My thoughts on the internet closures by various African governments

There have been a lot of internet shutdowns of late in many countries in Africa. These range from as little as simply blocking access to popular social media apps like WhatsApp and Facebook, all the way to shutting down the entire internet.

What concerns me is the conflation of access to the internet with access to private companies such as the Facebook group or Twitter when voices are raised in support of people’s rights to connect, communicate, and in the majority of the cases, to conduct commerce (be it formal or informal).

There’s an economic cost to these shutdowns, with the greatest impact being felt by the most economically vulnerable. In today’s digital world, connectivity is critical for commerce and communication.

But, is it access to Facebook that is critical or WhatsApp rather than access to the internet and the world wide web?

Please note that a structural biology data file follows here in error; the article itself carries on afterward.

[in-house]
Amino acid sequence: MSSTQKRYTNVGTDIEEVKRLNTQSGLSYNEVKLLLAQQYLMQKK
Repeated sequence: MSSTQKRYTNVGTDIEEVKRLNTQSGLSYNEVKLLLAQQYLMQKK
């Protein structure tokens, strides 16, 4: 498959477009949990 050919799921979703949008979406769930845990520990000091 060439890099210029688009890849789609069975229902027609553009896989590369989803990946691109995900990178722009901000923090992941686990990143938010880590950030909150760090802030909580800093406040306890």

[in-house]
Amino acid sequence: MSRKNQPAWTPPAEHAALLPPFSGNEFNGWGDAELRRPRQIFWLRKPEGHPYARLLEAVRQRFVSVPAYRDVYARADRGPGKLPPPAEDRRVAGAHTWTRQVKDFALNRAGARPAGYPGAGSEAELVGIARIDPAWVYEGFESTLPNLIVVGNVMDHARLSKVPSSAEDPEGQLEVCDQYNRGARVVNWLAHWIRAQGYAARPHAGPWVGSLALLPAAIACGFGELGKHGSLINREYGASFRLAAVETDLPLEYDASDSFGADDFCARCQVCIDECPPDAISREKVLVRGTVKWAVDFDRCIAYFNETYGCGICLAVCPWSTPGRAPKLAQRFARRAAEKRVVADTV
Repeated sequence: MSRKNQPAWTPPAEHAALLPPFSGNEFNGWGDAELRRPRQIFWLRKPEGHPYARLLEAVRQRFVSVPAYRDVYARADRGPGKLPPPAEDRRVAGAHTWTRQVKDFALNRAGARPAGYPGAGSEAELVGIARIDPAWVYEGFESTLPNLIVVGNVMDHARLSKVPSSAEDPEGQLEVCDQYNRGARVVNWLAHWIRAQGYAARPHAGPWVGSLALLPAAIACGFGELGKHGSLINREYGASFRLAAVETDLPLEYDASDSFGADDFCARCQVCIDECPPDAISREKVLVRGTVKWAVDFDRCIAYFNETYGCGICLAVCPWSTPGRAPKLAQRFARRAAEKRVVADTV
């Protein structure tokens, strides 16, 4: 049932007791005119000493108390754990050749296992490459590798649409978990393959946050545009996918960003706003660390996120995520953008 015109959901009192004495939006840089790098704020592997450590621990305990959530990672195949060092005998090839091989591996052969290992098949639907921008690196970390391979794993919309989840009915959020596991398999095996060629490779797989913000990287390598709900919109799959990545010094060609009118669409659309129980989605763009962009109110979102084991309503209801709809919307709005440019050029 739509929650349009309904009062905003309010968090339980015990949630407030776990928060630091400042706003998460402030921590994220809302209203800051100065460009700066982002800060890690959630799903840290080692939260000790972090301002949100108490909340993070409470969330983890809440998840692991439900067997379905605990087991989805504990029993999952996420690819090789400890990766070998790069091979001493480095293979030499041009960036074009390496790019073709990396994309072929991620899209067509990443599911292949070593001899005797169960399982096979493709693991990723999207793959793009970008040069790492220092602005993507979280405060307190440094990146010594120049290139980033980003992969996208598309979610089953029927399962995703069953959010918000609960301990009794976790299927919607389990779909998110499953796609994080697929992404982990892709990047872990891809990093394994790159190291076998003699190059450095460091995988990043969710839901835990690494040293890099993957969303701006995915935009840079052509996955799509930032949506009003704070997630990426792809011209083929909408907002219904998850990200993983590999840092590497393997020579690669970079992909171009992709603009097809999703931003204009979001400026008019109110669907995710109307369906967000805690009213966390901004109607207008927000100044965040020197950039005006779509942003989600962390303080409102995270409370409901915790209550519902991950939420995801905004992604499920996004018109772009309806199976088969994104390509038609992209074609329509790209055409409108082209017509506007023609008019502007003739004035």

Facebook’s recent past demonstrates vividly, in places such as Myanmar, what the real cost of unchecked access to a means to rouse violence and subsequent genocide has turned out to be. In India, WhatsApp has been directly blamed for riots and lynch mobs. Owned by the same company, their track record in managing hate speech and its inevitable consequences is shameful at best, and deeply dangerous and disturbing at worst.

As civil society groups and others raise their voices in support for peoples disconnected the global digital economy and society today, I believe we need to be cautious about what we’re speaking up for. I would not speak up for Facebook’s rights – there’s ample evidence they’ve trampled on mine even though I’m not a registered user of their platform – nor would I support other private sector tech giants headquartered far away.

The perception that people cannot communicate with each other, nor organize rightful protests, without the use of this one company or that one is a dangerous one in a world where these companies neither care for our rights nor our privacy.

Instead, there’s an opportunity for the emergence of a plethora of independent African “anti-block” social and commercial solutions -whether SMS based or USSD based or whatever the technology specialists deem fit – that can then be supported if shut down, instead of us raising our voices in support of the Facebook Group of Companies.

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